XYZ Printing da Vinci 1.0 Pro Review
Our Analysis and Test Results
Either arriving damaged due to shipping, with loose parts rattling around on the inside, or falling apart after only a few prints, this model didn't strike us as the most reliable or durable. After going through three different units, we essentially gave up on this printer, rather than get a fourth.
We bought the best of the best 3D printers currently available and conducted a thorough series of side-by-side tests to find the winners. The XYZ wasn't one of them.
This printer earned a subpar 3 out of 10 in this test, primarily due to the fact that we only got a few prints out of it before breaking. This model also had the odd quirk of the rafts being impossible to remove.
The 3D Benchy in ABS seemed alright on the left side but showed plenty of imperfections and faults on the ride side.
The bridging test was acceptable, while the Eiffel Tower failed to print.
The articulated elephant was awful but the nickel test was average — though slightly oversized. The overhang test actually was quite alright, on part with the QIDI and the Monoprice
Both the platform jack didn't print and hollow cube wasn't great.
Every other print in the test failed or the printer broke before we could finish, except for the threaded lid.
Ease of Use
This printer actually scored above average in the Ease of Use metric, earning a 7 out of 10. Ease of Use accounted for 30% of the total score. This model should be relatively easy to unbox — with hardly assembly required — if it arrives intact.
This model only works with proprietary software, XYZware Pro. We weren't a fan of it, finding it unintuitive and clunky.
This model either needs to be connected to a computer or configured as a network printer. We found the WiFi somewhat unreliable. This model does have a reasonable display on the printer, showing current progress. The saving grace for this printer in this metric was how easy it was to swap filaments and level the bed. This model uses filament cartridges, so it semi-automatically swaps the filament for you. The bed is also leveled semi-automatically, with the printer probing and then instructing you what knobs to turn.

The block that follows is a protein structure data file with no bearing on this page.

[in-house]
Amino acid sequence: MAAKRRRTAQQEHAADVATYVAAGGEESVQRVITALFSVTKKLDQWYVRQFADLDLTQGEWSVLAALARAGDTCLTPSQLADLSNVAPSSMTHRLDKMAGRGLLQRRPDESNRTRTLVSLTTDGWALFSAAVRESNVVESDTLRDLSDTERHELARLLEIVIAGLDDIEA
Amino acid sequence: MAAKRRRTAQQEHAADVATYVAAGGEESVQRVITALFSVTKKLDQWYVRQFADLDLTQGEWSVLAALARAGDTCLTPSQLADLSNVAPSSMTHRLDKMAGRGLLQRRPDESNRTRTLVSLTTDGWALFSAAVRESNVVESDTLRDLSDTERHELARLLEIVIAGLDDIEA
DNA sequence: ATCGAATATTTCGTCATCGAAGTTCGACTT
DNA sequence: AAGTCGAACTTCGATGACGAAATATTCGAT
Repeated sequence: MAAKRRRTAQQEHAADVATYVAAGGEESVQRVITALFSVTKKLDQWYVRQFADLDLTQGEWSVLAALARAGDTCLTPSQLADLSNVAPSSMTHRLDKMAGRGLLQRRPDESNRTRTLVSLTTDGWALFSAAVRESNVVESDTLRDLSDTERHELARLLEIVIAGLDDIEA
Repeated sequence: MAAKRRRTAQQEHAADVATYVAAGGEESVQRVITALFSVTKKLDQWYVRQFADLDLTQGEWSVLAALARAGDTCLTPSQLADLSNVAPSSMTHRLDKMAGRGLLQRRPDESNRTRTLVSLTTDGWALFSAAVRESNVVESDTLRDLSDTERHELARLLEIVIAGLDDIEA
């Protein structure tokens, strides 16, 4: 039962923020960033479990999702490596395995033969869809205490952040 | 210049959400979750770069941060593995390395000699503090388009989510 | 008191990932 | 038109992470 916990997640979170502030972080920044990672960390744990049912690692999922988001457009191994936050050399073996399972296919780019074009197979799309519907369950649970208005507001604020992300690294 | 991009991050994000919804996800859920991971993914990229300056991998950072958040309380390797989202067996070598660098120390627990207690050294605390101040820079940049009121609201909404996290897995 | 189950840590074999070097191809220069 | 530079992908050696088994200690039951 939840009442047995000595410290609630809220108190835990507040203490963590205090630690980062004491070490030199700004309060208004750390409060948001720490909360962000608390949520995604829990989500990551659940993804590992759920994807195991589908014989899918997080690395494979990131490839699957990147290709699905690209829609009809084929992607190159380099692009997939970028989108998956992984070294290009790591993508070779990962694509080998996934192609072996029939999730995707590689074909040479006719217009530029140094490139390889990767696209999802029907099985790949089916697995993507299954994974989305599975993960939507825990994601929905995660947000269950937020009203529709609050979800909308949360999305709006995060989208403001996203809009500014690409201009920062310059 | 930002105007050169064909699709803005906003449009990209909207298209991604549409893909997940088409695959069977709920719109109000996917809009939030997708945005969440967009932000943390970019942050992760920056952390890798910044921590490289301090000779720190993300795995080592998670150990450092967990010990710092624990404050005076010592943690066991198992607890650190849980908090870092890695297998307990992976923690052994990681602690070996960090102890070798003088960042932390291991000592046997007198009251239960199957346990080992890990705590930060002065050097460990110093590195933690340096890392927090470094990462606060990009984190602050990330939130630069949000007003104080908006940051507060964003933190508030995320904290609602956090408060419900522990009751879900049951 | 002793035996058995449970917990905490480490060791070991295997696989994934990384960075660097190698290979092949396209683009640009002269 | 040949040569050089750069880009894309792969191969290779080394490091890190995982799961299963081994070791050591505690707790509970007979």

The da Vinci 1.0 scored poorly in this metric — which made up 20% of the total score — earning a subpar 4 out of 10. This model's slicer seemed to be prone to issues, having to repair almost any model loaded into it — even models that loaded flawlessly in every other slicer. However, it is compatible with Simplify3D. This model has a reasonable build volume, measuring in at 198 x 198 x 198mm but the print surface was terrible — akin to masking tape. This model appears to be compatible with XYZ filament only, meaning it has limited filament compatibility — regardless of the cooling options and temperature range of the nozzle and bed.
The fourth and final group of tests under the Support metric made up the remaining 10% of the score. These consisted of evaluating the level of documentation, the ease at contacting the manufacturer, and the helpfulness of the response. The XYZ team scored above average, earning a 6 out of 10.
The website had a few videos that may be helpful. The support page has many methods to contact the manufacturer but it feels like you have to jump through several hoops to actually contact XYZ. They were pretty helpful when we actually contacted them through the phone number about a missing piece and sent us one, though it did take several weeks and appeared to be the incorrect part. This model did have a 12-month warranty if purchased from the manufacturer, or a 90-day warranty if purchased from an authorized distributor. However, we used Amazon for all our returns.
This printer is a terrible value, as it was expensive and didn't work.
While this model did have some merits, we can't in good faith recommend it, due to its overwhelming reliability issues, shown by the number of times we had to return it.
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